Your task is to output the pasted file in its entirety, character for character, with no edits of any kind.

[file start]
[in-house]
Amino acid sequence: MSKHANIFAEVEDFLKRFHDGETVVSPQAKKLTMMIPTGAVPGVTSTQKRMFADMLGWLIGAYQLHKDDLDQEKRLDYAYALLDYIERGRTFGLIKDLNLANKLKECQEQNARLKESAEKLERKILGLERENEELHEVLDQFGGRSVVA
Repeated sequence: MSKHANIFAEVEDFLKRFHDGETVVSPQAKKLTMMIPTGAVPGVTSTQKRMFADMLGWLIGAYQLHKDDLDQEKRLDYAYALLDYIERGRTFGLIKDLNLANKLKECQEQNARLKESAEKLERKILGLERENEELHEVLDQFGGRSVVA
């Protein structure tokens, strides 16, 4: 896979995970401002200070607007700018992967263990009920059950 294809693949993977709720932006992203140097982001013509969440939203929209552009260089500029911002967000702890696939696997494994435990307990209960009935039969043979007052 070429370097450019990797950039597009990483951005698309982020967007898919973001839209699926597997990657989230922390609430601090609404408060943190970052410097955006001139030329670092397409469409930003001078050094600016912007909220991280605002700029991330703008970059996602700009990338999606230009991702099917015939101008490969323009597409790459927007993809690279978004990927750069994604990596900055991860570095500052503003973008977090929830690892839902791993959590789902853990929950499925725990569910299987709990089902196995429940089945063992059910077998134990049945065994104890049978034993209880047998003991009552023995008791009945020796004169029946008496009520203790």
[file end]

[in-house]
Amino acid sequence: MSKHANIFAEVEDFLKRFHDGETVVSPQAKKLTMMIPTGAVPGVTSTQKRMFADMLGWLIGAYQLHKDDLDQEKRLDYAYALLDYIERGRTFGLIKDLNLANKLKECQEQNARLKESAEKLERKILGLERENEELHEVLDQFGGRSVVA
Repeated sequence: MSKHANIFAEVEDFLKRFHDGETVVSPQAKKLTMMIPTGAVPGVTSTQKRMFADMLGWLIGAYQLHKDDLDQEKRLDYAYALLDYIERGRTFGLIKDLNLANKLKECQEQNARLKESAEKLERKILGLERENEELHEVLDQFGGRSVVA
């Protein structure tokens, strides 16, 4: 896979995970401002200070607007700018992967263990009920059950 294809693949993977709720932006992203140097982001013509969440939203929209552009260089500029911002967000702890696939696997494994435990307990209960009935039969043979007052 070429370097450019990797950039597009990483951005698309982020967007898919973001839209699926597997990657989230922390609430601090609404408060943190970052410097955006001139030329670092397409469409930003001078050094600016912007909220991280605002700029991330703008970059996602700009990338999606230009991702099917015939101008490969323009597409790459927007993809690279978004990927750069994604990596900055991860570095500052503003973008977090929830690892839902791993959590789902853990929950499925725990569910299987709990089902196995429940089945063992059910077998134990049945065994104890049978034993209880047998003991009552023995008791009945020796004169029946008496009520203790």